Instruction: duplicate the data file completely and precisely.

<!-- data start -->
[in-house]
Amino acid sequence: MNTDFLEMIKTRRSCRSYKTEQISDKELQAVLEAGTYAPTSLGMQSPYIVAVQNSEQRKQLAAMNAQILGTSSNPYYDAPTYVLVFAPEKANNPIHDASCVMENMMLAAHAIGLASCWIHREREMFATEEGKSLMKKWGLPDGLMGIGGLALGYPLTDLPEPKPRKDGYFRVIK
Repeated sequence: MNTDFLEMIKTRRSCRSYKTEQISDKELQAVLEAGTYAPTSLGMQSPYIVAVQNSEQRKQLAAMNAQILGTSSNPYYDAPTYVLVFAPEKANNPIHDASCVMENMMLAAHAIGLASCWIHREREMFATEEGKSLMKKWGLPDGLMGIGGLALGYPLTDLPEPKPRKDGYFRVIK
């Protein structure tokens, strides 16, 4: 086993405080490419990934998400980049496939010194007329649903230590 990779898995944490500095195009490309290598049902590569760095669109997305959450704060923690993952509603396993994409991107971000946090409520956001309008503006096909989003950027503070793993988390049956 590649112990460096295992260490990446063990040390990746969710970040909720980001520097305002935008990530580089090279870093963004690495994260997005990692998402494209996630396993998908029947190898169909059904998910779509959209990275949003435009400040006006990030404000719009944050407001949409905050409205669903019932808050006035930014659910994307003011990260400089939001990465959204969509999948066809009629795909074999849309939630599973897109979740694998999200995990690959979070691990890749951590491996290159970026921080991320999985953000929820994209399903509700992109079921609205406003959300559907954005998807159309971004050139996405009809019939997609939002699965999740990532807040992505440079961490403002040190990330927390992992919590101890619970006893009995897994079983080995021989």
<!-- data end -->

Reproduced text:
[in-house]
Amino acid sequence: MNTDFLEMIKTRRSCRSYKTEQISDKELQAVLEAGTYAPTSLGMQSPYIVAVQNSEQRKQLAAMNAQILGTSSNPYYDAPTYVLVFAPEKANNPIHDASCVMENMMLAAHAIGLASCWIHREREMFATEEGKSLMKKWGLPDGLMGIGGLALGYPLTDLPEPKPRKDGYFRVIK
Repeated sequence: MNTDFLEMIKTRRSCRSYKTEQISDKELQAVLEAGTYAPTSLGMQSPYIVAVQNSEQRKQLAAMNAQILGTSSNPYYDAPTYVLVFAPEKANNPIHDASCVMENMMLAAHAIGLASCWIHREREMFATEEGKSLMKKWGLPDGLMGIGGLALGYPLTDLPEPKPRKDGYFRVIK
């Protein structure tokens, strides 16, 4: 086993405080490419990934998400980049496939010194007329649903230590 990779898995944490500095195009490309290598049902590569760095669109997305959450704060923690993952509603396993994409991107971000946090409520956001309008503006096909989003950027503070793993988390049956 590649112990460096295992260490990446063990040390990746969710970040909720980001520097305002935008990530580089090279870093963004690495994260997005990692998402494209996630396993998908029947190898169909059904998910779509959209990275949003435009400040006006990030404000719009944050407001949409905050409205669903019932808050006035930014659910994307003011990260400089939001990465959204969509999948066809009629795909074999849309939630599973897109979740694998999200995990690959979070691990890749951590491996290159970026921080991320999985953000929820994209399903509700992109079921609205406003959300559907954005998807159309971004050139996405009809019939997609939002699965999740990532807040992505440079961490403002040190990330927390992992919590101890619970006893009995897994079983080995021989």